|Spatial and temporal requirements of FMRP function in neurological mechanisms: Defining and employing appropriate intervention windows in Fragile X
By Cheryl Gatto and Kendal Broadie, 5/1/2008
To develop any treatment for Fragile X Syndrome (FraX), it is critical to understand the developmental progression of the disease. It remains poorly understood whether FraX is primarily a ‘developmental disease’, reflecting a transient, age-dependent requirement for the Fragile X Mental Retardation Protein (FMRP) in brain development, a ‘plasticity disease’, reflecting a maintained, constant requirement for FMRP in the mature brain, or some two-phase combination of FMRP requirements giving rise to different FraX symptoms. In other words, do we need FMRP early in life, as a fetus, young child or budding adolescent, to allow normal brain development and to establish a platform for mature brain functions, or is FMRP more important later, and throughout life, to allow brain circuitry and communication to be adjusted as necessary? This knowledge is absolutely vital for the design and implementation of any effective FraX interventions, including therapeutic exploitation of the ‘mGluR (metabotropic glutamate receptor) theory of FraX’. We must know when to treat and why.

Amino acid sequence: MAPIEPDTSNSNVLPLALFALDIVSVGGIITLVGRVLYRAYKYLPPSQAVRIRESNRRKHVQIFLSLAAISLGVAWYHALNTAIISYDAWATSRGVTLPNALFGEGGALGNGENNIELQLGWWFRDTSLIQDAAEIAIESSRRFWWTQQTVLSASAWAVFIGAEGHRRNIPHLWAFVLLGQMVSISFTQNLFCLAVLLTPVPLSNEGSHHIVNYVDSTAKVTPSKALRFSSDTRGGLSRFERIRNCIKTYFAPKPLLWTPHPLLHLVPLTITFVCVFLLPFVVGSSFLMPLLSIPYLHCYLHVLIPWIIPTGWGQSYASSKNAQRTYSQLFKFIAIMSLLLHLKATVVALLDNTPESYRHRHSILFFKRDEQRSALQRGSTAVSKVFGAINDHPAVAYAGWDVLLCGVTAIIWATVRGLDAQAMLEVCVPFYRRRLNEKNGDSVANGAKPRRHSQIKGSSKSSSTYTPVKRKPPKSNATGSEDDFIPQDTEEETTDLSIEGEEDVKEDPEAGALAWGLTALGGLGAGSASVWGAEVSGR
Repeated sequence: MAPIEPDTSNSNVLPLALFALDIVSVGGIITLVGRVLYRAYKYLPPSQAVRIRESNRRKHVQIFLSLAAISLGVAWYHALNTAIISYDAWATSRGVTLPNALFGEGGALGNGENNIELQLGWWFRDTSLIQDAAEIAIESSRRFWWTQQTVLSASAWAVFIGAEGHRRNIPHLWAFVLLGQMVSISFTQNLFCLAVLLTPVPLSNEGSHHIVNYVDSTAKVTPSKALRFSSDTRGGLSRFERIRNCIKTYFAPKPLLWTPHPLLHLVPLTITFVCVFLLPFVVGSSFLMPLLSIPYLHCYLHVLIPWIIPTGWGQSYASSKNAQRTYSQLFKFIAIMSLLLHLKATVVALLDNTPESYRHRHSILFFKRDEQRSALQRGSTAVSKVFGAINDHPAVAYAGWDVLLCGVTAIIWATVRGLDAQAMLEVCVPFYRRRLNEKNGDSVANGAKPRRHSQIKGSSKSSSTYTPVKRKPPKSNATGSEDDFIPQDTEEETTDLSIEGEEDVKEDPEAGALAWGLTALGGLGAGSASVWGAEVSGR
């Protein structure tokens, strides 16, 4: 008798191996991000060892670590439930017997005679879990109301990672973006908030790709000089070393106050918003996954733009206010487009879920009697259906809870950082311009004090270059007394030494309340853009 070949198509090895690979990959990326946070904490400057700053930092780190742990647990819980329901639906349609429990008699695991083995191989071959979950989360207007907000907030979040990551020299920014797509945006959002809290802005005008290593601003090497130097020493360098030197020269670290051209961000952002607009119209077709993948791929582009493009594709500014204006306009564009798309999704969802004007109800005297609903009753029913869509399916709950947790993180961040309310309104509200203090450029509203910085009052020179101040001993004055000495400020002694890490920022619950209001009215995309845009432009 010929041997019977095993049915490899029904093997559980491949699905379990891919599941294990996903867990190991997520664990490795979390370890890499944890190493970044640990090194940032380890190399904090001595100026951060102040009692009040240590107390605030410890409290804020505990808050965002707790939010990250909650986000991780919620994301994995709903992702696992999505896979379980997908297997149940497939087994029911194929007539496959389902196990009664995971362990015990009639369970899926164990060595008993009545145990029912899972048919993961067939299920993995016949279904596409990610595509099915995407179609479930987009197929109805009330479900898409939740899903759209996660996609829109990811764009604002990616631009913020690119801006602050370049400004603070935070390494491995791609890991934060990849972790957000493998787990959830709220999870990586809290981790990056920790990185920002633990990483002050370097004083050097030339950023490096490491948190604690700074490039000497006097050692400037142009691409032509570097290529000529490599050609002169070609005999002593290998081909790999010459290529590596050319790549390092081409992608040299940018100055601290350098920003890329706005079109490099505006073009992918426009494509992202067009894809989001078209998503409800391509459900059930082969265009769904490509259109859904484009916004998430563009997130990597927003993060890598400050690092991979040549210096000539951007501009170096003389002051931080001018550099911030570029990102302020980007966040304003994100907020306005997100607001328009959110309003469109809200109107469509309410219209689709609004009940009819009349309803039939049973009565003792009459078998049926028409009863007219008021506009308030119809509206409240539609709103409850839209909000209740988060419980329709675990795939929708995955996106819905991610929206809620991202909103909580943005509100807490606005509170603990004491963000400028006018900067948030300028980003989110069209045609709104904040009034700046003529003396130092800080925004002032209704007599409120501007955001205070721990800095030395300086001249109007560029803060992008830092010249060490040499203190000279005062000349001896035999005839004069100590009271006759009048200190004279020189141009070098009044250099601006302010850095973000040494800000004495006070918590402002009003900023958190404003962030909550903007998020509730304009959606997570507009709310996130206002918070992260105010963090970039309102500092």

In the coming year, we will use our well-established Drosophila FraX disease model to dissect the spatial and temporal requirements for FMRP in behavior regulation, brain structure and synaptic function. FMRP expression will be conditionally driven in the brain using the inducible, transgenic system, called the Gene-Switch (GS) method, in animals otherwise completely lacking FMRP. This approach allows FMRP to be turned on throughout the brain, or within specific targeted brain regions, during defined windows of time. This will enable the definition of the critical periods requiring FMRP, and thus therapeutically targetable signaling events, including mGluR signaling. The findings from these studies will direct the timing of drug trials and subsequent treatments to enhance efficacy and resolution of FraX disease symptoms. If we know when to treat and why, we will be able to improve intervention outcomes.